The premiere Canadian prime time NHL ice hockey telecast program.
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51   Unknown  
2013   2012   2011   2010   2007   2006   … See all »
14 wins & 12 nominations. See more awards »

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Cast

Series cast summary:
Pat Quinn ...
 Himself (8 episodes, 2005)
Ed Belfour ...
 Himself (6 episodes, 2005)
Jarome Iginla ...
 Himself (6 episodes, 2005)
Markus Näslund ...
 Himself (6 episodes, 2005)
Daniel Alfredsson ...
 Himself (5 episodes, 2005)
Todd Bertuzzi ...
 Himself (5 episodes, 2005)
...
 Himself (5 episodes, 2005)
Eric Lindros ...
 Himself (5 episodes, 2005)
Ryan Smyth ...
 Himself (5 episodes, 2005)
Ed Jovanovski ...
 Himself (4 episodes, 2005)
Trevor Linden ...
 Himself (4 episodes, 2005)
Miikka Kiprusoff ...
 Himself (3 episodes, 2005)
Joe Sakic ...
 Himself (3 episodes, 2005)
Martin Brodeur ...
 Himself (2 episodes, 2005)
Chuck Kobasew ...
 Himself (2 episodes, 2005)
Mats Sundin ...
 Himself (2 episodes, 2005)
José Théodore ...
 Himself (2 episodes, 2005)
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Storyline

In this program, games played by teams of the National Hockey League are followed. In addition between periods, there are commentaries, interviews, documentary segments and various other items related to the sport. Written by Kenneth Chisholm <kchishol@home.com>

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1 November 1952 (Canada)  »

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Originated on CBC Radio. See more »

Connections

Spoofed in Comedy Night in Canada (2003) See more »

Soundtracks

Saturday's Game
(1952-1968)
Written by Howard Cable
Arranged by Jerry Toth
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An Institution That Makes People Glad To Be Canadian
16 April 2005 | by (Dundalk, Canada) – See all my reviews

It began as an extension of CBC's Saturday night radio coverage of the Toronto Maple Leafs and Montreal Canadians. Just to show how different programming policies were then, CBC didn't broadcast games until the start of the second period. Many fans had never experienced a first period until HNIC came to be televised in 1952.

In Toronto, games were broadcast by the father & son duo of Foster and Bill Hewitt. By the late fifties, Foster let Bill take over the reins and returned to radio. In Montreal, the play-by-play was handled by veteran sportscaster Doug Smith, then a former English teacher named Danny Gallivan. The fifties and sixties went on to be HNIC's golden age, as Leafs and Canadians ruled Saturday night, emerging into two of the best clubs in hockey.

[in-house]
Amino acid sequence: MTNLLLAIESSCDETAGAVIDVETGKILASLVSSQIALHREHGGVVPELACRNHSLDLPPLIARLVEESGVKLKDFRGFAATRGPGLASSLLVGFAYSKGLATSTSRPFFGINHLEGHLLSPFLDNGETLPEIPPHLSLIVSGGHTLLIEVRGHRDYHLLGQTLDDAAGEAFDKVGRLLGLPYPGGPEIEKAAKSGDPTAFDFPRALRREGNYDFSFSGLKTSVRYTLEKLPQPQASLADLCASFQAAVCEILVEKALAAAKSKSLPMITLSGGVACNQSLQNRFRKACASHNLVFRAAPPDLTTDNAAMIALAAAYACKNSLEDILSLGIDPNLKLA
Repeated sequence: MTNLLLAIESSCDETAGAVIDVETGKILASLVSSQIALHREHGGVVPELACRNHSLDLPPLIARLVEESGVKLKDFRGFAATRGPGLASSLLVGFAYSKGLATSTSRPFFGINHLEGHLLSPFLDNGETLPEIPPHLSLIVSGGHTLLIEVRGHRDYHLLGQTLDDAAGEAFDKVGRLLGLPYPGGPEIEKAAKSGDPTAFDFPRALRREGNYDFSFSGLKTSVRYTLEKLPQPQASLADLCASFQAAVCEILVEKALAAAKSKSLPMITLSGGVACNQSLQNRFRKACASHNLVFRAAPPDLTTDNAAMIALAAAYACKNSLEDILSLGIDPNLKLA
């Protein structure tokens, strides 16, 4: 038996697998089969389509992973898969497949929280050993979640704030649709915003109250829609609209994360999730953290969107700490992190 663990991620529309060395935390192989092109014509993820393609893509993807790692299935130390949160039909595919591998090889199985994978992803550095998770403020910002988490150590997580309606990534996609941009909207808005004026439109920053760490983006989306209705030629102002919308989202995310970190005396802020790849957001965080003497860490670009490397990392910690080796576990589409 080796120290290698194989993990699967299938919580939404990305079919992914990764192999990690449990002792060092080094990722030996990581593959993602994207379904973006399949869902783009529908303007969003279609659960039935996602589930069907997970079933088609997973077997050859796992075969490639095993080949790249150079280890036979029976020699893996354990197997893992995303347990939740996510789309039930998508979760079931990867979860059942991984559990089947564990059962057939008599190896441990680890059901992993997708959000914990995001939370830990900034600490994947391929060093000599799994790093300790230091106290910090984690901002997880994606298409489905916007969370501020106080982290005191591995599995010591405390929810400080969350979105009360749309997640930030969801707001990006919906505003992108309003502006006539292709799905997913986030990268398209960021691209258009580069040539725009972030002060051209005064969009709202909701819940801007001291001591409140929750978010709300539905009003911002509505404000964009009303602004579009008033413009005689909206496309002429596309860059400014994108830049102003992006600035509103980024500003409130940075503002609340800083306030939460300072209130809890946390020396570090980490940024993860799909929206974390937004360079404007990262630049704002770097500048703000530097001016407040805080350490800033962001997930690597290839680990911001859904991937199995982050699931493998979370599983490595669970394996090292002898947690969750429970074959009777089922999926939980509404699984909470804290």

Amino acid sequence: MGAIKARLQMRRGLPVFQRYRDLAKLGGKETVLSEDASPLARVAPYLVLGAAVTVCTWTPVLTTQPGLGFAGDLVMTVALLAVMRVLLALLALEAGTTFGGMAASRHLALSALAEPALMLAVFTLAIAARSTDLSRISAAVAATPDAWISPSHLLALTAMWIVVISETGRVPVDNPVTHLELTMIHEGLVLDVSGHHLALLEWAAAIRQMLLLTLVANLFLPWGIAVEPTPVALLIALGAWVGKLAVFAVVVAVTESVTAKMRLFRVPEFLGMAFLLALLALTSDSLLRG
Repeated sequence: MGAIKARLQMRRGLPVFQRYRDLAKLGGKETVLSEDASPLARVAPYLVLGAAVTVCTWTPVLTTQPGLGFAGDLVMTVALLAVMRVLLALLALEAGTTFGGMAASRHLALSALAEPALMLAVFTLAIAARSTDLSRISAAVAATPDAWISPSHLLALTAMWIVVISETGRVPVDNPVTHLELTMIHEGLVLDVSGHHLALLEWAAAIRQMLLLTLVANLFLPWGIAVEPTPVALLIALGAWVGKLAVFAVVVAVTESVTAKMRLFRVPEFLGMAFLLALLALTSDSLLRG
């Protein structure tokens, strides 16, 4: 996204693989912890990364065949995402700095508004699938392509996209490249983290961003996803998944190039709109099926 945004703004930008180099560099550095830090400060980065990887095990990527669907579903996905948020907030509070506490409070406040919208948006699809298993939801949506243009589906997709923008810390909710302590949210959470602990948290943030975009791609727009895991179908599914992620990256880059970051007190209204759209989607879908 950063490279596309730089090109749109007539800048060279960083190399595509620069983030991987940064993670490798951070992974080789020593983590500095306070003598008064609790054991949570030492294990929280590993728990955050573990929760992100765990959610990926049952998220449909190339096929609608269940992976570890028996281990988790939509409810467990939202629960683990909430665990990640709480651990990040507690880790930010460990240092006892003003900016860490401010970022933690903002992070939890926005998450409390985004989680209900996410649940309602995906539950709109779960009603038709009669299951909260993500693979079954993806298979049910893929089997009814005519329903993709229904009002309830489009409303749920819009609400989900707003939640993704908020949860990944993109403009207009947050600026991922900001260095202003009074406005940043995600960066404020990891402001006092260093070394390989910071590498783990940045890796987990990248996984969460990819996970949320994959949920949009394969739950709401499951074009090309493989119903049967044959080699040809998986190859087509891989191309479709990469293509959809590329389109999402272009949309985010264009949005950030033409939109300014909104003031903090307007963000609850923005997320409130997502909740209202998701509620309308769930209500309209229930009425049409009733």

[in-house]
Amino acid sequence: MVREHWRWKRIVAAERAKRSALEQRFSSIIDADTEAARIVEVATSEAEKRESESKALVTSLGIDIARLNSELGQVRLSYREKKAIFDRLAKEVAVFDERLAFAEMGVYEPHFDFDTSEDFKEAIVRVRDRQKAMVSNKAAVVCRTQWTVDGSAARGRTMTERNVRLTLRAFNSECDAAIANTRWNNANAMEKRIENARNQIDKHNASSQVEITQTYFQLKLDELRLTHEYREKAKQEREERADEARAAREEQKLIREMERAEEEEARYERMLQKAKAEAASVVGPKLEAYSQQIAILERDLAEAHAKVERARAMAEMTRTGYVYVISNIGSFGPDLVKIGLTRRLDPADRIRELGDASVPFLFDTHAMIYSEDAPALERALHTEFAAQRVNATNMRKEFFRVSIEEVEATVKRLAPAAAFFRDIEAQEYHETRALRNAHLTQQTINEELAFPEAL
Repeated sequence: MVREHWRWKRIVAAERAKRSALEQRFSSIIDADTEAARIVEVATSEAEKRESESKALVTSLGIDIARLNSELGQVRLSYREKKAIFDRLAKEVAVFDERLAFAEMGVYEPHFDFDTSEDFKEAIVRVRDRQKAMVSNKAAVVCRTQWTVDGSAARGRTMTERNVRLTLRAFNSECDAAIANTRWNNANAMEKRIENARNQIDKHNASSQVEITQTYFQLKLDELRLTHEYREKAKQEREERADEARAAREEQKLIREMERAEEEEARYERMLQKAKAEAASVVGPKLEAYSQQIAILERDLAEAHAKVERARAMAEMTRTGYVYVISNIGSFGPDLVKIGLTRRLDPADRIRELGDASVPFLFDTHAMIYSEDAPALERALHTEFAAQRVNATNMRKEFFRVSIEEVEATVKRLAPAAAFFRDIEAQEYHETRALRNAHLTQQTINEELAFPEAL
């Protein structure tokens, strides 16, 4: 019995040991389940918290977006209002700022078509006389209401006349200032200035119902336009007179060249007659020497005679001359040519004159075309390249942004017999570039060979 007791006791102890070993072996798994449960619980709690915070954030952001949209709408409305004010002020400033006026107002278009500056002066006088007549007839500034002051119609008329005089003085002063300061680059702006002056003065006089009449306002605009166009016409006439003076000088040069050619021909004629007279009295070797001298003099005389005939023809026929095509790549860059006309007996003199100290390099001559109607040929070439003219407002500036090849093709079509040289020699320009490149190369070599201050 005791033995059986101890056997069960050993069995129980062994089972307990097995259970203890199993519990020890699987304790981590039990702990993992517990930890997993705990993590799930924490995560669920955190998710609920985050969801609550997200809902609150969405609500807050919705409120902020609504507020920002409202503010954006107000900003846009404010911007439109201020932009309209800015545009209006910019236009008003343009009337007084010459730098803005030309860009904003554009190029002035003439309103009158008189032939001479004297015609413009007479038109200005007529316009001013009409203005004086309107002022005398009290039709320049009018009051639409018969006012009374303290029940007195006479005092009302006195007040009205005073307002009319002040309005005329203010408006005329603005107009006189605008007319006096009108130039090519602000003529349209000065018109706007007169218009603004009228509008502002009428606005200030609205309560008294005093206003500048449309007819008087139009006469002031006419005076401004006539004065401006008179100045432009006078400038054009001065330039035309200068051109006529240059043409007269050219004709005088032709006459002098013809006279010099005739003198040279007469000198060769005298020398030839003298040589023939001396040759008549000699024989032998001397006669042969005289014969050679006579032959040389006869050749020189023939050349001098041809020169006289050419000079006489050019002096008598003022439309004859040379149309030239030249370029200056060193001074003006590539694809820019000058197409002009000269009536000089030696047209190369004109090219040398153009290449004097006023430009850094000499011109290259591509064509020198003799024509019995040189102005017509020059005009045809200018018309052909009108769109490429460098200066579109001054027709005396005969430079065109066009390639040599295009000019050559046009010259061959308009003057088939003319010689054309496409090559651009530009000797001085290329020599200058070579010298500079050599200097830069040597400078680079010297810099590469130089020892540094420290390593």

Tired of being subject to CBC's nightmarish budget woes, Hockey Night in Canada went independent, incorporating itself as the Canadian Sports Network. They remained a fixture on CBC, Canada's public network, but later took HNIC to the Canadian (CTV) and Independent (based at CHCH Hamilton) Television Networks. Intermission hosts came and went over the years: Wes McKnight, Ward Cornell, Jack Dennett, Dick Irvin Jr., Frank Selke Jr., Ted Darling, Dave Hodge, Mike Anscombe, Dave Reynolds and Brian MacFarlane worked among these ranks.

Expansion changed HNIC, as well as the rest of hockey. In 1970, the Vancouver Canucks entered the NHL, adding the broadcast team of Jim Robson, Ted Reynolds and Bill Goode Jr. to the television mix. By the 1980s, the show had added Edmonton, Calgary and Winnipeg to their territory. Former NHL "Coach-of-the-year" Don Cherry became a popular color commentator, while veteran broadcasters Don Wittman and John Wells entered the scene. Ron MacLean began his tenure as host, which would see Cherry and himself become key fixtures.

The fermenting 'beer war' between Quebec Nordiques and Montreal Canadians, who were owned by rivals Carling-O'Keefe Breweries and Molson Breweries respectively, did not allow Quebec into the HNIC family, but the provincial rivalry went on to become one of hockey's finest ever. When the Quebec and Winnipeg franchises left for U.S. sites, a new Ottawa franchise retained the six-city face of HNIC. New faces like Chris Cuthbert, Kelly Hrudey, Scott Oake, Scott Russell, Steve Armitage and Harry Neale arrived on the scene.

Molson Breweries was a longtime sponsor for TV's longest running sports program, but dropped affiliation by the mid-nineties, when rival Labatt paid the bills. When the NHL canceled the 2004-2005 season due to the CBA lockout, CBC replaced it with "Movie Night In Canada." Ron MacLean was retained as host.

The NHL labor dispute was settled before late summer 2005 and Hockey Night in Canada made its return to CBC the following October. I find it hard to fathom that the Hockey Hall Of Fame waited until 2007 to induct the great Bill Hewitt into the hall as a broadcaster. Well deserved, albeit long overdue.


5 of 6 people found this review helpful.  Was this review helpful to you?

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